Pollination is vital.
That fact is that nearly 90% of all plant species need the help of animals to act as pollinators. About 75% of the crops grown world-wide for human consumption likewise depend on plant pollinators to propagate.
Nature didn’t let us down. There are something like 200,000 different species of animals around the world that act as pollinators. The majority of these are invertebrates, such as ﬂies, beetles, butterﬂies, moths, and bees. About 1,000 – and among the most important – are vertebrates, such as birds, bats, and small mammals.
“It has been calculated that one out of every three to four mouthfuls of food we eat and beverages we drink is delivered to us by pollinators. As such, agricultural products that are produced with the help of pollinators make a significant contribution to the economy. For example, it has been estimated that insect-pollinated crops directly contributed $20 billion to the United States economy in the year 2000. If this calculation were to include indirect products, such as milk and beef from cattle fed on alfalfa, the value of pollinators to agricultural production would be raised to $40 billion in the United States alone. Table 1 shows some of the common agricultural crops that are dependent upon or benefitted by insect pollination.”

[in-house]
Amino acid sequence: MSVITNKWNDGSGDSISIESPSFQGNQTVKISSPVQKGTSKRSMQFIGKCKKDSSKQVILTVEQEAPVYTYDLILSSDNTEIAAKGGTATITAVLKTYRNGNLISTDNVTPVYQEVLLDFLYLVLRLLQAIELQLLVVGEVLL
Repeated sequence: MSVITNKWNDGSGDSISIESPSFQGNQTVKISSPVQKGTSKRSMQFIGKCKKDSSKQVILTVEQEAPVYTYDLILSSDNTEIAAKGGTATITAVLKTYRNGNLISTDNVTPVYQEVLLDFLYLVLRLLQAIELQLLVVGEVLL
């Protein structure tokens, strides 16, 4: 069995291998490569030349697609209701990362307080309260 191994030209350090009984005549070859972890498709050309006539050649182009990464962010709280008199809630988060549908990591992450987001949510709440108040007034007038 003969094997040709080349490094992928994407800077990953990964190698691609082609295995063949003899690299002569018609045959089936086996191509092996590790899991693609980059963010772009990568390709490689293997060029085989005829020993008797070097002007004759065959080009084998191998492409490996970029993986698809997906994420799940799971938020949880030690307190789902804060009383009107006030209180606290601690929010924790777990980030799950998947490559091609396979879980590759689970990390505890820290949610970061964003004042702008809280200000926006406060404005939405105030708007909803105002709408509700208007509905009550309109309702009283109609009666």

It is said that in the Sichuan Province of China, one of the world’s most incredible apple producing areas, they pollinate every flower by human hand. The heavy use of pesticides and herbicides has eliminated native pollinators from the area. Regional beekeepers refuse to bring their hives into the toxic environment. Many areas of North America are not far behind. Plant pollinators are under attack and, if eliminated, the world food supply could collapse.
The kids and I spent a few days out in the higher and cooler Tusas Mountains west of Taos, New Mexico last week. There was a fierce lightening storm and it rained. Then the clouds cleared. The fields beyond the Ponderosa Pines were covered from one end to the other in flowers.